Quuxplusone/SG14 now has inplace_vector

This week I implemented P0843R9 “inplace_vector in the SG14 algorithms-and-data-structures repository Quuxplusone/SG14. This is the same container that Boost.Containers calls static_vector. Personally, I prefer the name fixed_capacity_vector — see inplace_foo versus fixed_capacity_foo (2018-06-18) — but I think WG21 has litigated that name to death already, so inplace_vector it is!

sg14::inplace_vector supports trivial relocatability out of the box (as long as you use my fork of Clang or another compiler supporting P1144 trivial relocation). For example,

sg14::inplace_vector<T, 4> v, w;
v = std::move(w);

is trivial when T is trivial; and when T is trivially relocatable, it compiles to the equivalent of

if (w.size() < v.size()) {
  std::move(w.data(), w.data() + w.size(), v.data());
  std::destroy(v.data() + w.size(), v.data() + v.size());
  v.size_ = w.size_;
} else {
  std::move(w.data(), w.data() + v.size(), v.data());
  std::uninitialized_relocate(w.data() + v.size(), w.data() + w.size(), v.data() + v.size());
  std::swap(v.size_, w.size_);

The else branch says, “Assign the first v.size() elements; then relocate the remaining elements from w into v, thus simultaneously decreasing w’s size and increasing v’s size.”

Notice that the else branch is exception-safe only when uninitialized_relocate is guaranteed not to throw. If it throws, then we need to set w.size_ = v.size_ before propagating the exception, because uninitialized_relocate will have cleaned up after itself by destroying all of the objects in both the source and target ranges. That cleanup behavior is common to all the uninitialized_foo algorithms; see [specialized.algorithms.general]/2.

This suggests that P1144 ought to do at least one of three things: (1) Guarantee that std::uninitialized_relocate throws nothing for trivially relocatable types; and/or (2) Restore R7’s is_nothrow_relocatable type-trait with behavior tied specifically to the throwingness of uninitialized_relocate and company; and/or (3) Give uninitialized_relocate a conditional noexcept-specification (which is a bad idea). I’m leaning toward (1), which is spiritually close to P2786’s proposal of a dedicated entrypoint std::trivially_relocate that would be guaranteed nothrow but (in return) only conditionally callable.

The only defect I intentionally corrected in P0843R9 — besides that P0843R9 marks a lot of things constexpr that can’t be constexpr-evaluated for subtle abstract-machine reasons — is that it was missing an overloaded assignment operator of the form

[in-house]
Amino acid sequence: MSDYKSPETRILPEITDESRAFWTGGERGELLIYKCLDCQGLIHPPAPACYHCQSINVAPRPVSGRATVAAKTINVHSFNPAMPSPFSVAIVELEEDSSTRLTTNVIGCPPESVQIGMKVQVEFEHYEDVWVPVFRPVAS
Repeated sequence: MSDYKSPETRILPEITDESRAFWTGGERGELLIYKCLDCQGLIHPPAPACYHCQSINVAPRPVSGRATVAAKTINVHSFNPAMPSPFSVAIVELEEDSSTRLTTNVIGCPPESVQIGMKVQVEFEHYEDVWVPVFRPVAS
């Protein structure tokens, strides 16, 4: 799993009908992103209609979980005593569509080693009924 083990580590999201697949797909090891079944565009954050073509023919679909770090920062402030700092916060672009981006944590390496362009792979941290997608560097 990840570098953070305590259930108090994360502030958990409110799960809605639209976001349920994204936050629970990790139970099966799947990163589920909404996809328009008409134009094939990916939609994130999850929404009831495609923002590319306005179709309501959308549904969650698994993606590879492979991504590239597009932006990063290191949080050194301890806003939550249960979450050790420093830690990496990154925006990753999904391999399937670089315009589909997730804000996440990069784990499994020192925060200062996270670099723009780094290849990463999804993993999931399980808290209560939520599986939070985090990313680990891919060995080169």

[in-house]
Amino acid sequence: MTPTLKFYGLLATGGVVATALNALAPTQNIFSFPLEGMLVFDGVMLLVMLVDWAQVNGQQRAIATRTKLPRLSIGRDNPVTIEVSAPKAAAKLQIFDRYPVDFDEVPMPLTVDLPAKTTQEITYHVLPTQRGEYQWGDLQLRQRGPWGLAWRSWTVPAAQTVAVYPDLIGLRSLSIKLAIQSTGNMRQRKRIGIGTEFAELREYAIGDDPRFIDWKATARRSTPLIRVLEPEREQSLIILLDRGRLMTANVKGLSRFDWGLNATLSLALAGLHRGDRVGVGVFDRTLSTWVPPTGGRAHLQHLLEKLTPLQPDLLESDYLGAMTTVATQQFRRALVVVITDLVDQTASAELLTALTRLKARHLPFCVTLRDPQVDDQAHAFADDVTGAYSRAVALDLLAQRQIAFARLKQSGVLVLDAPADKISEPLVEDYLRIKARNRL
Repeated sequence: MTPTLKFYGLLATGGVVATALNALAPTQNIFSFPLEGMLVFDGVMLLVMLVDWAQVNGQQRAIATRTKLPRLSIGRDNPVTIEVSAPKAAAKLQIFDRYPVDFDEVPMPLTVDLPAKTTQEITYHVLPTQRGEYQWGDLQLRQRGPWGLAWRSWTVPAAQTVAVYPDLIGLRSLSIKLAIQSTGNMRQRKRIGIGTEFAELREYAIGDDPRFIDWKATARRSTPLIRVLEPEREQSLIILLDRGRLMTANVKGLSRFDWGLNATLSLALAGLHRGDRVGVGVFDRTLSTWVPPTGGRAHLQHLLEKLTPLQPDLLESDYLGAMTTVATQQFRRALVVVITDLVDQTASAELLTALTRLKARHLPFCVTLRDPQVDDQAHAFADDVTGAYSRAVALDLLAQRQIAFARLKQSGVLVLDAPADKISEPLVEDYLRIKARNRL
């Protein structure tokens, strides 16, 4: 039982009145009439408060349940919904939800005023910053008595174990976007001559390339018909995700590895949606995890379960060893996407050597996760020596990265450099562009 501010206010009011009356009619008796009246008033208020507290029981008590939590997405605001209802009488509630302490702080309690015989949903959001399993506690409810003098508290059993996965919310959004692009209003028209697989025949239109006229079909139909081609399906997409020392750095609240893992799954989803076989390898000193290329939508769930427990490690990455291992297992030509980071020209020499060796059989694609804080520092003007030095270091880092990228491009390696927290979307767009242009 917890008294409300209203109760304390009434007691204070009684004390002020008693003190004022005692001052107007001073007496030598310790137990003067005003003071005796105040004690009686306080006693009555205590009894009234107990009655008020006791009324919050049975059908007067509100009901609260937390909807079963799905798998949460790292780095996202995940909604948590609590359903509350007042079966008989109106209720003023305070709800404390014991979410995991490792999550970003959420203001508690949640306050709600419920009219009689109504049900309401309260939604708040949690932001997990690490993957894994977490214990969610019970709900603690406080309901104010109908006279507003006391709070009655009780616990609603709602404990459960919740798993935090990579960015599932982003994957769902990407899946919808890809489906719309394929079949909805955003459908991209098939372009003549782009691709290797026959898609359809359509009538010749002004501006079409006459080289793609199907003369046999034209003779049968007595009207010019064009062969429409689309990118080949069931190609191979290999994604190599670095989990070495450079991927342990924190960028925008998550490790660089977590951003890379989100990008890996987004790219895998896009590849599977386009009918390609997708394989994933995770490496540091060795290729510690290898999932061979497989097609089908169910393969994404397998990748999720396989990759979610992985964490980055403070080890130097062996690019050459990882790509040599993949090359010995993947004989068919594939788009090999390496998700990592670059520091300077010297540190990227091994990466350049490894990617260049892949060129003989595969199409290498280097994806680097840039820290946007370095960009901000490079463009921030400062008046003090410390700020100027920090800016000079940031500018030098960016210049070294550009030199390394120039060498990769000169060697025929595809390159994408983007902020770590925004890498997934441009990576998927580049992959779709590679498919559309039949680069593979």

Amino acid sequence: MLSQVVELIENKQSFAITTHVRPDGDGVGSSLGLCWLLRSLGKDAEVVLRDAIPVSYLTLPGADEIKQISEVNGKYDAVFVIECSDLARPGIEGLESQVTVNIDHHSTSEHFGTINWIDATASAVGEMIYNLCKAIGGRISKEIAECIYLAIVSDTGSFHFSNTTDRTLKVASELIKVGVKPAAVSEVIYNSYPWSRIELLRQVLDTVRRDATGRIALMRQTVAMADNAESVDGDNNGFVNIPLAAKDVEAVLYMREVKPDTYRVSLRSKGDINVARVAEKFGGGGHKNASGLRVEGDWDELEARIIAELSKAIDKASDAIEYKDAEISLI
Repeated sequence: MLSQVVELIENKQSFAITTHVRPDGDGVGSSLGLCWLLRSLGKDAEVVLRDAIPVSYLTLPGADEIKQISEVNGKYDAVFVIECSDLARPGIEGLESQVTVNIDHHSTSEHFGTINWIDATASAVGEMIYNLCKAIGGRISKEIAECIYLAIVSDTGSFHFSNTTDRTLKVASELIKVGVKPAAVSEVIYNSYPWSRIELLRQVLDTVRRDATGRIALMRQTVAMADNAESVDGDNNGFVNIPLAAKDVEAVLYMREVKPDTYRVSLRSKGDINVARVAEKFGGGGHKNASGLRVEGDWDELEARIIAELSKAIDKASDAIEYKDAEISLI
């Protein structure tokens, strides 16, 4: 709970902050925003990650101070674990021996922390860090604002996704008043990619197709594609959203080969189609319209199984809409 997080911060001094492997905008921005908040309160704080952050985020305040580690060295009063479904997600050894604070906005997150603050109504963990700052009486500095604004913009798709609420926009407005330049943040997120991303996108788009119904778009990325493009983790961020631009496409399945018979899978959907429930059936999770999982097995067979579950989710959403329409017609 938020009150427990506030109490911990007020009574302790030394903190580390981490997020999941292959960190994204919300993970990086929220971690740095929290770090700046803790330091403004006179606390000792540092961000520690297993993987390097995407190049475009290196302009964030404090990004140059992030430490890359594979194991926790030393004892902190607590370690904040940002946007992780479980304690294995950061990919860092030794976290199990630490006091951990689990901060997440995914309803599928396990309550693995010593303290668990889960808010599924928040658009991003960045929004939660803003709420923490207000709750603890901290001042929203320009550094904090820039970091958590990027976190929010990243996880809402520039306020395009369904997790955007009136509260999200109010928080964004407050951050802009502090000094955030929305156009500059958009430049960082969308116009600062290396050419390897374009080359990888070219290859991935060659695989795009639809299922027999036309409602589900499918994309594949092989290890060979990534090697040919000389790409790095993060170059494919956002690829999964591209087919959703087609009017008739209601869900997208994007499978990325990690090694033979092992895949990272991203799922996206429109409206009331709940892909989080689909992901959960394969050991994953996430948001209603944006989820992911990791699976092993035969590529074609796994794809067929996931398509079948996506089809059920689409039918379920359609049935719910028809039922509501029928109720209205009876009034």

Vec& operator=(initializer_list<value_type>);

Every existing STL container has one of these. For ordinary containers it’s fairly redundant, because even if it didn’t exist, overload resolution would simply give you a pair of calls to

Vec(initializer_list<value_type>); // implicit conversion
Vec& operator=(Vec&&);  // move-assignment

and the move-assignment is generally cheap. But when move-assignment isn’t cheap — as for inplace_vector — the initializer_list overload cuts out the middleman.

In fact, a custom allocator with POCMA false can not only be expensive to move-assign, but can even give you different runtime behavior depending on whether a temporary container is created or not! Godbolt:

std::pmr::monotonic_buffer_resource mr;
auto v = std::pmr::vector<int>(&mr);
v = {1,2,3};

That last line is okay as written, but if it were v = {{1,2,3}} then we’d try to allocate from the default arena (which is null) and crash.

Of course it’s possible to blow your whole leg off with std::pmr in several ways; and operator=(initializer_list) predates std::pmr by two whole C++ versions. I don’t know why it was originally added to the library in the C++0x timeframe. N2215 §10.5 and §11.3 seem related. My guess is that these assignment operators were added under the mistaken impression that they would be needed for correctness (before the overload-resolution rules for braced-init-lists had solidified), and then simply forgotten about. Finally, in C++17, std::pmr restored a positive reason for them to exist.
See “Origins and purposes” (2023-10-18).

If you find a bug or defect in sg14::inplace_vector, please report it to me and/or via the GitHub issues list. Pull requests welcome!

Posted 2023-10-20